‘That did not happen’: Alabama’s GOP secretary of state pours cold water on MyPillow guy’s voter fraud claims

Mike Lindell, CEO of My Pillow, is interviewed before a campaign rally held by U.S. President Donald Trump at the Target Center on October 10, 2019 in Minneapolis, Minnesota. (Getty Images)
Mike Lindell, CEO of My Pillow, is interviewed before a campaign rally held by U.S. President Donald Trump at the Target Center on October 10, 2019 in Minneapolis, Minnesota. (Getty Images)

Alabama’s Secretary of State says there have been “zero” altered votes in his state’s 2020 presidential election results. It’s a sharp rebuke to recent claims from MyPillow CEO and Trump backer Mike Lindell that hackers may have “flipped” 100,000 votes in the state using Bluetooth technology.

“That did not happen,” Secretary of State John Merrill, a Republican, told The Independent on Wednesday. “I know that there were no inconsistencies, no irregularities, there were no probes that occurred that resulted in any of our systems being violated that would’ve resulted in the manipulation of numbers in our system. I’m confident in that.”

On Sunday, Mr Lindell, a key Trump ally and one of the country’s most vocal boosters of unfounded election conspiracies, posted a video which praised Alabama as a “role model” in election security, but nonetheless alleged its systems had been “hacked … just like every other state.”

“This was the one time we’re going to have to do a little bit of a deeper dive here. On the surface you can’t see where it happened,” Mr Lindell said in the video. “What I guarantee they’ve had to do in Alabama is the bad people … went deeper into the well. Very deep into the well of how they did the flips.”

Last week, Mr Lindell visited top Alabama officials including governor Kay Ivey and Secretary Merrill, saying he hoped to “test” the state’s voter registry.

“It affected every county in Alabama, it affected every county in the country,” Mr Lindell told The Independent in an interview.

He claimed that in every county in the country, the percentages of voters in certain age groups matches their share of the population in the 2010 census, which he believes proves some kind of fraud occurred, in his estimate likely at the hands of the Chinese government.

Mr Lindell said his team has checked perceived irregularities in the totals in 22 states, and validated them by door-to-door canvasing, though he hasn’t done such on-the-ground work in Alabama. “This isn’t about a Donald Trump or Joe Biden, this is about our country being lost,” he added. Mr Lindell plans to submit a report to the Secretary of State’s office next week.According to Alabama’s election chief, however, the design of the state’s voting machine doesn’t even allow for digital tampering. And the only part of the process that uses Bluetooth is a system for checking in voters at their polling place, before voting occurs, and names can’t be added or subtracted to the list.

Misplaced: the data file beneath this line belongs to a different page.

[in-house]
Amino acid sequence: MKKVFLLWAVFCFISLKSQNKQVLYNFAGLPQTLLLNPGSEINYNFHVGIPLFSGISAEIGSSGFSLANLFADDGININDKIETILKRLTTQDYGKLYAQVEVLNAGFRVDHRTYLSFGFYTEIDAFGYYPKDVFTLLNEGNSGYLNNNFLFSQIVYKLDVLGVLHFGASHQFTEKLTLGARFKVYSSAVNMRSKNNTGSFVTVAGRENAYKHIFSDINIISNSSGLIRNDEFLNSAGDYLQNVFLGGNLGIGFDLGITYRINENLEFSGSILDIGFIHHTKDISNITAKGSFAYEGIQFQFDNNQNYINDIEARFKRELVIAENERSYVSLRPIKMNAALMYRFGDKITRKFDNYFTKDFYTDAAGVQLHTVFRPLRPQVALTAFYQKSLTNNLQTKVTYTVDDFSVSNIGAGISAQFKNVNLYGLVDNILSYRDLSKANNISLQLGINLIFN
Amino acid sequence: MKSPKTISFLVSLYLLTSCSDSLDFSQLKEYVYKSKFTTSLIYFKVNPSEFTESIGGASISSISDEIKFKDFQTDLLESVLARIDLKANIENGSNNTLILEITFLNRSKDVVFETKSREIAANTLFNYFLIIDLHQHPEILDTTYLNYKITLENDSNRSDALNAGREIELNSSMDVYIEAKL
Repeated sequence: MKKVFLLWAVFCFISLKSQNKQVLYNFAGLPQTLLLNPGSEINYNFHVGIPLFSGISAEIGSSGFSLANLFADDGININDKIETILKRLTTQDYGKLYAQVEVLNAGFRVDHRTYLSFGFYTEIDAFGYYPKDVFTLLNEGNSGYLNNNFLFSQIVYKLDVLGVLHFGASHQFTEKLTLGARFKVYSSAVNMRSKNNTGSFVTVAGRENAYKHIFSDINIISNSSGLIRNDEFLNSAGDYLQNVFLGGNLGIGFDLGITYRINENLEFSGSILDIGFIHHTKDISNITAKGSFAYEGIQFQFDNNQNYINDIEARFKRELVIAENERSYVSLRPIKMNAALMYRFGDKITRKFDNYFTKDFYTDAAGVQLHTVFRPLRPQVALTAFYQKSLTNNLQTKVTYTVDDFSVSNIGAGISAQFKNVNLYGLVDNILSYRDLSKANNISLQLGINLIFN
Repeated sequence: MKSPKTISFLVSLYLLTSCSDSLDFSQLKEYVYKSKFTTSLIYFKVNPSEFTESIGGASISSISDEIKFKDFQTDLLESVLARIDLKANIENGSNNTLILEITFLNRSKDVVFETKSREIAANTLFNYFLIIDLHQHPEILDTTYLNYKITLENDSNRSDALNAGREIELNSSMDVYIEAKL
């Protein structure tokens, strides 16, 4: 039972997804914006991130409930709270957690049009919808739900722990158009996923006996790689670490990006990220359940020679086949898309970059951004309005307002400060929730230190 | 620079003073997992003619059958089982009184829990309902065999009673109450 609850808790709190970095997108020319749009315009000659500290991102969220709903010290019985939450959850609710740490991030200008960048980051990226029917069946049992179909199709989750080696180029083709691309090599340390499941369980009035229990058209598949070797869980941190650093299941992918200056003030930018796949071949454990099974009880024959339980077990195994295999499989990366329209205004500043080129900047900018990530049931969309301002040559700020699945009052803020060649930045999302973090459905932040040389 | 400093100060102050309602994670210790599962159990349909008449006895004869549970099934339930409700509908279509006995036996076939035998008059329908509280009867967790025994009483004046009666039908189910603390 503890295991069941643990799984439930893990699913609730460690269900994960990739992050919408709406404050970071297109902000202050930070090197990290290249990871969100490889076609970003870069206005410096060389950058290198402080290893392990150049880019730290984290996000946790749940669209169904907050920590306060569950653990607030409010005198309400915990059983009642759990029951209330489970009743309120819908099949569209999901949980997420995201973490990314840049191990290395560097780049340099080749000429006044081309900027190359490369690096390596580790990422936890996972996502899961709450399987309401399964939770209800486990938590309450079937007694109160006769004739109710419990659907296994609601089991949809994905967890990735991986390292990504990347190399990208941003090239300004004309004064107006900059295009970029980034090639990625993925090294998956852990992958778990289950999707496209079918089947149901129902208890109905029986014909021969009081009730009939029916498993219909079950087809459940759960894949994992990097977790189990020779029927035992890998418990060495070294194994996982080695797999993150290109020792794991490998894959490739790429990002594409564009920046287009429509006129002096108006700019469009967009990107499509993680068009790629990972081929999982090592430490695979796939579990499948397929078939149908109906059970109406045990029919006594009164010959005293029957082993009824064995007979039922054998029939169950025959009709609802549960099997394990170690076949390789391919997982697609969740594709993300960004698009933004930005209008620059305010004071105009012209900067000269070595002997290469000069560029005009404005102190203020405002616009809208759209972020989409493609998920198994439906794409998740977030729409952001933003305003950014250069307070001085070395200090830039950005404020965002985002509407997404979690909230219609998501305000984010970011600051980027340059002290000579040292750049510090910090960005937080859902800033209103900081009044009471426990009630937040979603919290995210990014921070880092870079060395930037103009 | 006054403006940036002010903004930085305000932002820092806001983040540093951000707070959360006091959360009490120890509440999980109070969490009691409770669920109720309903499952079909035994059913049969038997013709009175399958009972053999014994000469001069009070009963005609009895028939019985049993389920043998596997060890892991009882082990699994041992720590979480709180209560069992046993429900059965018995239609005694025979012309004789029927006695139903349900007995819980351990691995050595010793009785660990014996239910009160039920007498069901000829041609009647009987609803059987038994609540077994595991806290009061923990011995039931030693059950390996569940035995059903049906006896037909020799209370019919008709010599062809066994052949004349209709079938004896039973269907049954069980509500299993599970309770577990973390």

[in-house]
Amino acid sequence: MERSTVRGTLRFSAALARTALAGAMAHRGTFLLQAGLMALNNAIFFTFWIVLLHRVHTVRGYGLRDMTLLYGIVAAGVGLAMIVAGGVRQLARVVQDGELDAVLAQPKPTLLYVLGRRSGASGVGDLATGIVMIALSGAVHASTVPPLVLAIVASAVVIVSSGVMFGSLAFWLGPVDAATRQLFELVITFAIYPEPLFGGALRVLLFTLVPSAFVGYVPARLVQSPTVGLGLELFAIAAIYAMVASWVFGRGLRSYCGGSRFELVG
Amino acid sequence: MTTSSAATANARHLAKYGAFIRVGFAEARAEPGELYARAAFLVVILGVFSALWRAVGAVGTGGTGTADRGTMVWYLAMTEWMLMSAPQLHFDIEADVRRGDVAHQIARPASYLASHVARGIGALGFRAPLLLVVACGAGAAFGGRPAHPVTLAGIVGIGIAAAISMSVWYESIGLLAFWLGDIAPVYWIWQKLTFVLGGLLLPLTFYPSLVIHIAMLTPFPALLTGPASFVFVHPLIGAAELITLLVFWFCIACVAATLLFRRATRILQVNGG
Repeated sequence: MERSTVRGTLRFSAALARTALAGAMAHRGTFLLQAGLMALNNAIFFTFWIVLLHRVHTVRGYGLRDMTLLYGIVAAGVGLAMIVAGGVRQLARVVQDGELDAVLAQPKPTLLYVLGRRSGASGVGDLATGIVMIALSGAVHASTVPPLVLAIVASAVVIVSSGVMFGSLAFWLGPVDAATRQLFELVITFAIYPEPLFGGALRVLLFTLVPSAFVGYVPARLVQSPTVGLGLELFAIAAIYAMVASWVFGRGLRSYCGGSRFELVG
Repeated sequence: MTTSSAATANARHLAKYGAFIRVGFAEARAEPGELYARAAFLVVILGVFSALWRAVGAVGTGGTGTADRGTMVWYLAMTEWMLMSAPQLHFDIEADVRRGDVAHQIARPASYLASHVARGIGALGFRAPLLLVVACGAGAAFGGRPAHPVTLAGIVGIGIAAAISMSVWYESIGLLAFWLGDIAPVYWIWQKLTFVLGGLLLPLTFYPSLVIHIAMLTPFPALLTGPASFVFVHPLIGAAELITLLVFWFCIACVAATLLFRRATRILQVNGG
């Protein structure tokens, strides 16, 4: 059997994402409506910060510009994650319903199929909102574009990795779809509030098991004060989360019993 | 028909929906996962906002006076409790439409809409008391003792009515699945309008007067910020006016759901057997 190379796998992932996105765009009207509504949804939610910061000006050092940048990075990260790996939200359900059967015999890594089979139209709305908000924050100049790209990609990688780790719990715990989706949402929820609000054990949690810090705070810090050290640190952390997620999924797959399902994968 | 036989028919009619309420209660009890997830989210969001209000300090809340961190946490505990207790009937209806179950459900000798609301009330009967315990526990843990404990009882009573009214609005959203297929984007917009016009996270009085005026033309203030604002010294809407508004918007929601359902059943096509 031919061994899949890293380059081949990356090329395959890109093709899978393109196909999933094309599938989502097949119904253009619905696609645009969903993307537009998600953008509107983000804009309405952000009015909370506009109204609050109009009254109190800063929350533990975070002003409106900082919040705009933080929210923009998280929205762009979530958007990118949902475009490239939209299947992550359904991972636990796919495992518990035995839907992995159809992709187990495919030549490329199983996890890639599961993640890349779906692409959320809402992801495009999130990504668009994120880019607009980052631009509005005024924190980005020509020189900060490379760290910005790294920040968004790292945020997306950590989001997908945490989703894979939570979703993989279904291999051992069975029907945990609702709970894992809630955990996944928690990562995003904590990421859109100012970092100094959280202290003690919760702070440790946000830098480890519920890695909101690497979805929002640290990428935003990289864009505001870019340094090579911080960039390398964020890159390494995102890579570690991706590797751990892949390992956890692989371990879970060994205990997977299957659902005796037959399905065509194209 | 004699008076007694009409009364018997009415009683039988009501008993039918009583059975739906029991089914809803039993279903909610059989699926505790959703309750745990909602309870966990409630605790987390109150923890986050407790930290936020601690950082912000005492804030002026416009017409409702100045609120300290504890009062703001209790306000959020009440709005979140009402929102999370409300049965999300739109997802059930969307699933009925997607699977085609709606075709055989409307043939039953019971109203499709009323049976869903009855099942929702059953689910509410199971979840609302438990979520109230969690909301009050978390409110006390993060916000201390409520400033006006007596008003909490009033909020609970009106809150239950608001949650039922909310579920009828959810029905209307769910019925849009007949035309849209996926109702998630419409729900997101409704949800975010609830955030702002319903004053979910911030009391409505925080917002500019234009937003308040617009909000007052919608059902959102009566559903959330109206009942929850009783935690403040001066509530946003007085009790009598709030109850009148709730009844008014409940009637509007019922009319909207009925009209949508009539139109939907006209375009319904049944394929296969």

“ I think that if somebody is making claims, and they don’t have any evidence to substantiate their position, it’s always best to have a conversation with that individual and make sure you do what you can to educated them with facts,” Mr Merill added. He said he would be happy to review any materials sent to him by the MyPillow CEO, but insisted he’s seen nothing to back up claims of election fraud in Alabama.

MAGA backers have challenged election results across the country — with numerous courts and recounts finding that virtually all of their claims to impactful voter fraud were false — but so far they haven’t gone after places where Donald Trump won as decisively as Alabama in 2020. The ex-president recaptured the state with a more than 26 per cent lead over Joe Biden, snagging more than 500,000 more votes than his rival.

What’s more, Alabama has been a leader in the kind of restrictive voting rules the GOP has been pushing for around the country in recent years, following the demise of key parts of the Voting Rights Act.

That hasn’t stopped Mr Lindell from charging ahead anyway.

The controversial CEO is facing a $1.3 billion defamation lawsuit from Dominion Voting Systems for his often unfounded comments about the company’s role in the election, to which he has counter-sued and claimed they violated racketeering laws. (Independent analyses have found that Dominion machines did not flip votes or contribute fraudulent election returns.)

In August, Mr Lindell, who has no cybersecurity experience, hosted a cyber symposium about the 2020 election and claimed without verifiable proof that China committed election fraud.

Copies of widely used voter software by Dominion Voting Systems leaked to attendees of the event, potentially compromising the voting systems used in roughly 30 states, according to experts.

“It’s a game-changer in that the environment we have talked about existing now is a reality,” Matt Masterson, a former top election security official in the Trump administration, told the Associated Press at the time. “We told election officials, essentially, that you should assume this information is already out there. Now we know it is, and we don’t know what they are going to do with it.”

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